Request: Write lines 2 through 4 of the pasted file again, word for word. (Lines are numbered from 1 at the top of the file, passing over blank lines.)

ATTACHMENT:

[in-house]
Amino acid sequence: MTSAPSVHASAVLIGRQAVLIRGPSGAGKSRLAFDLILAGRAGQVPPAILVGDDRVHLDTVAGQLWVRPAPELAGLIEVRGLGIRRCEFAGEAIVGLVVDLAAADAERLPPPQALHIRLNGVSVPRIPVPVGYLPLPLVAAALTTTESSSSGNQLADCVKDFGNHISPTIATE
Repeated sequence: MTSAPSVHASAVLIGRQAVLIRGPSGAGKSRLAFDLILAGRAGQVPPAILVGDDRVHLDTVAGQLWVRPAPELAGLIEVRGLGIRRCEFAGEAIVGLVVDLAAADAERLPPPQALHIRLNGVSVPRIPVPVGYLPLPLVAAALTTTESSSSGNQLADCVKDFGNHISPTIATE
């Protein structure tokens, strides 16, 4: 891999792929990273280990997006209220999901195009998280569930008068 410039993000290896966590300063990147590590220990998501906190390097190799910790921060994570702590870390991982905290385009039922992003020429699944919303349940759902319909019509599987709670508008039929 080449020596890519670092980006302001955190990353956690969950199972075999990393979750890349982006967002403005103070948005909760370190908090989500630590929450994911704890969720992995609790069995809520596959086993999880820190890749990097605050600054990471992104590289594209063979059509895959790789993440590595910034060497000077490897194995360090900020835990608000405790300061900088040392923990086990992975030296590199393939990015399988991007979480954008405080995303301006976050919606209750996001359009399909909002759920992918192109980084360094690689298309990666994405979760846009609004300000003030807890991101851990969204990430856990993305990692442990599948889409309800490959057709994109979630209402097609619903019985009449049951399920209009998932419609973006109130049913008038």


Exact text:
Amino acid sequence: MTSAPSVHASAVLIGRQAVLIRGPSGAGKSRLAFDLILAGRAGQVPPAILVGDDRVHLDTVAGQLWVRPAPELAGLIEVRGLGIRRCEFAGEAIVGLVVDLAAADAERLPPPQALHIRLNGVSVPRIPVPVGYLPLPLVAAALTTTESSSSGNQLADCVKDFGNHISPTIATE
Repeated sequence: MTSAPSVHASAVLIGRQAVLIRGPSGAGKSRLAFDLILAGRAGQVPPAILVGDDRVHLDTVAGQLWVRPAPELAGLIEVRGLGIRRCEFAGEAIVGLVVDLAAADAERLPPPQALHIRLNGVSVPRIPVPVGYLPLPLVAAALTTTESSSSGNQLADCVKDFGNHISPTIATE
């Protein structure tokens, strides 16, 4: 891999792929990273280990997006209220999901195009998280569930008068 410039993000290896966590300063990147590590220990998501906190390097190799910790921060994570702590870390991982905290385009039922992003020429699944919303349940759902319909019509599987709670508008039929 080449020596890519670092980006302001955190990353956690969950199972075999990393979750890349982006967002403005103070948005909760370190908090989500630590929450994911704890969720992995609790069995809520596959086993999880820190890749990097605050600054990471992104590289594209063979059509895959790789993440590595910034060497000077490897194995360090900020835990608000405790300061900088040392923990086990992975030296590199393939990015399988991007979480954008405080995303301006976050919606209750996001359009399909909002759920992918192109980084360094690689298309990666994405979760846009609004300000003030807890991101851990969204990430856990993305990692442990599948889409309800490959057709994109979630209402097609619903019985009449049951399920209009998932419609973006109130049913008038």